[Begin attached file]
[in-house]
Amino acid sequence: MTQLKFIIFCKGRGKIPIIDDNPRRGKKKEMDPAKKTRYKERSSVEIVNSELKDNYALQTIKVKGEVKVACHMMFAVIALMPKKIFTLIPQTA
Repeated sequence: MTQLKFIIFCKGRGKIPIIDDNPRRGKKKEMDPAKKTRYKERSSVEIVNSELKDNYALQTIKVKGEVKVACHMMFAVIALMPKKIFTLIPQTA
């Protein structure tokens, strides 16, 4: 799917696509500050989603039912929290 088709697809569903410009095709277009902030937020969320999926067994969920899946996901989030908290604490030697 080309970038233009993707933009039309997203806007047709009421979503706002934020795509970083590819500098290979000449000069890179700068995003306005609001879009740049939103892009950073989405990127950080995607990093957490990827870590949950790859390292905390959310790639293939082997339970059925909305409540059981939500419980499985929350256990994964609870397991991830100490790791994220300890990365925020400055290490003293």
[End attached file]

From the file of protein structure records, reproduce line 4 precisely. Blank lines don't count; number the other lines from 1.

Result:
């Protein structure tokens, strides 16, 4: 799917696509500050989603039912929290 088709697809569903410009095709277009902030937020969320999926067994969920899946996901989030908290604490030697 080309970038233009993707933009039309997203806007047709009421979503706002934020795509970083590819500098290979000449000069890179700068995003306005609001879009740049939103892009950073989405990127950080995607990093957490990827870590949950790859390292905390959310790639293939082997339970059925909305409540059981939500419980499985929350256990994964609870397991991830100490790791994220300890990365925020400055290490003293």